How to Test an AC Heating Element
Air conditioning units with heating elements, also known as heat strips, provide a supplemental heating source in colder climates, or often provide the homes main source of both cooling and heating in southern latitudes. A heat strips functions as an electrical coil, heating up when current is applied, much like a light bulb, with the fan circulating the warmed air through the system. If the unit should stops producing heat, you can test the AC heating element with a standard multimeter.
Turn off the main power supply to the AC unit. Remove the screws on the AC unit's access cover with a screwdriver and pull the cover off the unit.
Locate the heating element, mounted on the inside wall of the AC unit. The element will resemble a bar with disks and wires running along its length.
Turn the multimeter on to the 240-volt setting. Confirm that the power is off by touching the meter's probes to the heating element's incoming electrical terminals (wires) that energize the heating element (one probe to each terminal). Be sure there is no voltage reading on the meter before you proceed. Disconnect the electrical terminal leads from the heating element with a screwdriver.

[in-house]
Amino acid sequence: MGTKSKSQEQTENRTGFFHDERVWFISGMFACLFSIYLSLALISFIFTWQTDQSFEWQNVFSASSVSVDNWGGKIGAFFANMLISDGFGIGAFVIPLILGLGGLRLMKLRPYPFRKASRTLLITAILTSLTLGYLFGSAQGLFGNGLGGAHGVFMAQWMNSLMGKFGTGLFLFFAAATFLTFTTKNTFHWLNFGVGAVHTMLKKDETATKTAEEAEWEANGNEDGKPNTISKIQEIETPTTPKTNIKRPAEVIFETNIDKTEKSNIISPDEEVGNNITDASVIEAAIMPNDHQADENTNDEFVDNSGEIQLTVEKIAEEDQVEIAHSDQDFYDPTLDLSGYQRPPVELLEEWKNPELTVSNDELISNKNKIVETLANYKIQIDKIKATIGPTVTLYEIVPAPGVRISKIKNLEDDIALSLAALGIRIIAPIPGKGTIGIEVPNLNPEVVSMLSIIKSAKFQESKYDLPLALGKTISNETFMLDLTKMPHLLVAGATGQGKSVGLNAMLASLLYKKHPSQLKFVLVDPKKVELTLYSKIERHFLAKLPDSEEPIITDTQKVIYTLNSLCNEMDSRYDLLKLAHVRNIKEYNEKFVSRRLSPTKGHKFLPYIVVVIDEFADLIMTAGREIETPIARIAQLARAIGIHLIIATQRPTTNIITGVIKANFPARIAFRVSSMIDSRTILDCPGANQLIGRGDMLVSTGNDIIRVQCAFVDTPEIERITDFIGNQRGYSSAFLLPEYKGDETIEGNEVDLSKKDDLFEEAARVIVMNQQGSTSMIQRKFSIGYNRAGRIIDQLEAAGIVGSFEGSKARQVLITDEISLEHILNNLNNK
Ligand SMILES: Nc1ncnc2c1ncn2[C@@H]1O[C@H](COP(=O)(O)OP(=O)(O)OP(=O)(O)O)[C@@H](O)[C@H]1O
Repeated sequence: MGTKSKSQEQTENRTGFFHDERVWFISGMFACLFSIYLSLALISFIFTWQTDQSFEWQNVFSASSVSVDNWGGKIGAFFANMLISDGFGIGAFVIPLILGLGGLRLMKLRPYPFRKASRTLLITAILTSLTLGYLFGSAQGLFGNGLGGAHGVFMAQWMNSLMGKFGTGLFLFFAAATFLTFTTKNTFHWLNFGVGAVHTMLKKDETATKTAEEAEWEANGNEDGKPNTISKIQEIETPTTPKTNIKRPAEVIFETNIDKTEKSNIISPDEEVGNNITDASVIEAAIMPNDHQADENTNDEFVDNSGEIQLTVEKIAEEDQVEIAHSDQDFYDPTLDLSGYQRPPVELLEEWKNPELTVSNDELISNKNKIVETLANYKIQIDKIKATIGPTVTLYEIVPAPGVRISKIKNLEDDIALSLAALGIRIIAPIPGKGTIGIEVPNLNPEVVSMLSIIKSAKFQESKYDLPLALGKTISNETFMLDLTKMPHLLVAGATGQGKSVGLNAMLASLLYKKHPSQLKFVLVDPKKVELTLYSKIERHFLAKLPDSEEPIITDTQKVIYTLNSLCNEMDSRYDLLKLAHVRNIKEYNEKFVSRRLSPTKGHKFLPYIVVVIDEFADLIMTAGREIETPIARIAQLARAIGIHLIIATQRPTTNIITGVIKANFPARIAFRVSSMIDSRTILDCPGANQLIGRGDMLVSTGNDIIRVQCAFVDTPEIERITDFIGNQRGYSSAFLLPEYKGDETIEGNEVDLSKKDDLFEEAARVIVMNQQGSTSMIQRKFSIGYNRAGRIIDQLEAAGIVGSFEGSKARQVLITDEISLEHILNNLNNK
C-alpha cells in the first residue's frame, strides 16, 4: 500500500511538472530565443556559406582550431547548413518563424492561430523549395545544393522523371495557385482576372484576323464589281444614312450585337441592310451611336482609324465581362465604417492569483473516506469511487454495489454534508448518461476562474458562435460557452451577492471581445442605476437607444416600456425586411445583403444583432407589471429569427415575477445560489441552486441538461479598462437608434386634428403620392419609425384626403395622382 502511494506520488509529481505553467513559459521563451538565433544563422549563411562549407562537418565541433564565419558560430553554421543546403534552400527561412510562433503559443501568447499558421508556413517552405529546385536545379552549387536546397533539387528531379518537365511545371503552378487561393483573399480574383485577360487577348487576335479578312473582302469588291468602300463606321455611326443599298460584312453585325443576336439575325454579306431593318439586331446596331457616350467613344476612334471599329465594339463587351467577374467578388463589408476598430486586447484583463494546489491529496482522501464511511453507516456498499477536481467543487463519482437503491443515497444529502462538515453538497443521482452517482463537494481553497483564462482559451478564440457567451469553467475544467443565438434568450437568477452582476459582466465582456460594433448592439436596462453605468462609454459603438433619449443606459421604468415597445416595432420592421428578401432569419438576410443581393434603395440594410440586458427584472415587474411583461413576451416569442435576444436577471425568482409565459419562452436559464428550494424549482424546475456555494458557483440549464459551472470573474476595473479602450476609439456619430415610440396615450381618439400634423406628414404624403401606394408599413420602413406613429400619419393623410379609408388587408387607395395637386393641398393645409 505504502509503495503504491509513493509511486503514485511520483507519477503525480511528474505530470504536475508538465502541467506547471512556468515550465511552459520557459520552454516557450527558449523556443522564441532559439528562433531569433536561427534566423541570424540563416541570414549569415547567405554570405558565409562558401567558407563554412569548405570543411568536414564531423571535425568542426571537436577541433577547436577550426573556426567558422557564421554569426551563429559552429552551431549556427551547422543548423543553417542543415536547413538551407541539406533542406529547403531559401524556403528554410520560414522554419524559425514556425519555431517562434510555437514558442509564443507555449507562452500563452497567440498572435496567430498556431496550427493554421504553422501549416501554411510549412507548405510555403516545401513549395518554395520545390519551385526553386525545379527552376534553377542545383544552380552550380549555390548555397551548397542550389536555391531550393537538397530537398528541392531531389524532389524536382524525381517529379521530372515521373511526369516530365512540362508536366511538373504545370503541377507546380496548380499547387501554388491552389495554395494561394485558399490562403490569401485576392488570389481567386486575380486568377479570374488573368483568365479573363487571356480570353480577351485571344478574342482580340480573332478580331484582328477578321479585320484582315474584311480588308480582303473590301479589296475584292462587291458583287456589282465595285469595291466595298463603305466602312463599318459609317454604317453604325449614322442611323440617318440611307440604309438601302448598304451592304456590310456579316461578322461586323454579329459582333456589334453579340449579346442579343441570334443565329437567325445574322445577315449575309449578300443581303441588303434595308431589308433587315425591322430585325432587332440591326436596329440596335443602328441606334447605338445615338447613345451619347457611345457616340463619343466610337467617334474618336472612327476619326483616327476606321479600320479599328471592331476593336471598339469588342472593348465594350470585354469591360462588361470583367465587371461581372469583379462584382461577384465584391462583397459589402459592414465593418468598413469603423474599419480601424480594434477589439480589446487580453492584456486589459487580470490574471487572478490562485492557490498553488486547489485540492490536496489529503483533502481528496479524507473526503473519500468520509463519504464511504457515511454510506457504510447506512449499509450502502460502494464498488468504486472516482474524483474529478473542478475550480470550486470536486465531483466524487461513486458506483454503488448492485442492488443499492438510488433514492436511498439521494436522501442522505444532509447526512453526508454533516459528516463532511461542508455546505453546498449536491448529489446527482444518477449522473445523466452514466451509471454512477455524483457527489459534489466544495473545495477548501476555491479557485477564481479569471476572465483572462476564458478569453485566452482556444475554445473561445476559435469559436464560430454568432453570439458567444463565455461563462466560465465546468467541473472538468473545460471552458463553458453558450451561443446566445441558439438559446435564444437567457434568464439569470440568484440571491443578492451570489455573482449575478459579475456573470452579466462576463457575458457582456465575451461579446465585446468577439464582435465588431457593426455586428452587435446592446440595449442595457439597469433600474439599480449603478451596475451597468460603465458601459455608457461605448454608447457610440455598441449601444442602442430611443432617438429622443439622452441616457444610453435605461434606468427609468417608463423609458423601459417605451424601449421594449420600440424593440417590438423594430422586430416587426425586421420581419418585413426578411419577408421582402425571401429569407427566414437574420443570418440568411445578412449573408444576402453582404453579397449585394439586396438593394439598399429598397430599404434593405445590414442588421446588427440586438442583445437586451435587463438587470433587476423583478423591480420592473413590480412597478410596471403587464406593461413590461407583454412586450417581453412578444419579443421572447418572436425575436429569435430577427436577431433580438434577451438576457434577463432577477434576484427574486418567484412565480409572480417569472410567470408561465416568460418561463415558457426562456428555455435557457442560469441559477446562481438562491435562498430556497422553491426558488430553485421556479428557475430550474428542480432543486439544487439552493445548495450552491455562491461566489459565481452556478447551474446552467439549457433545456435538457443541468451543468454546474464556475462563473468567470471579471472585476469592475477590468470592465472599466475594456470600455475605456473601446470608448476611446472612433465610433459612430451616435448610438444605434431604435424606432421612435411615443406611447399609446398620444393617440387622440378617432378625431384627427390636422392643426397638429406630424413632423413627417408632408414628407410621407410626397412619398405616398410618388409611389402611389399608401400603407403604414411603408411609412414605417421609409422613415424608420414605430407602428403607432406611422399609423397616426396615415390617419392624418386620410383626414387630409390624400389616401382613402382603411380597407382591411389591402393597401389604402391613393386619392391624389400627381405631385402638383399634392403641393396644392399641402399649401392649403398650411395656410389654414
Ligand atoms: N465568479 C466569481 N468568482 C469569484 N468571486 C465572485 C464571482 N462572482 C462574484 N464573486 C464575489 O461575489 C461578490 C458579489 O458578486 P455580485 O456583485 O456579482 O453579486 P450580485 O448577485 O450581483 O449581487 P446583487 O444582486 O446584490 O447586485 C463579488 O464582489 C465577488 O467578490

Set the multimeter to the ohm setting and touch the leads of the meter to opposite ends of the heating element's electrical terminals. Any reading on the multimeter indicates the heating element is sound. A zero reading indicates the element is faulty.
Turn on the power to the AC unit and set the thermostat to "off."
Turn the multimeter to the 240-volt setting. Touch the leads of the meter to the opposite ends of the heating element's terminals. Use extreme caution that your hands do not contact any metal.
Check the reading on the meter. If the meter reads 240 volts, the heating element is receiving the proper current load, indicating the problem is not with the connection to the heat strip.
- "Wiring 1-2-3"; Steve Corey; 2005
- "HVAC Troubleshooting Guide"; Rex Miller; 2009
- Use extreme caution when working with 240-volt circuits, as the high amount of voltage can cause serious injury, or death.
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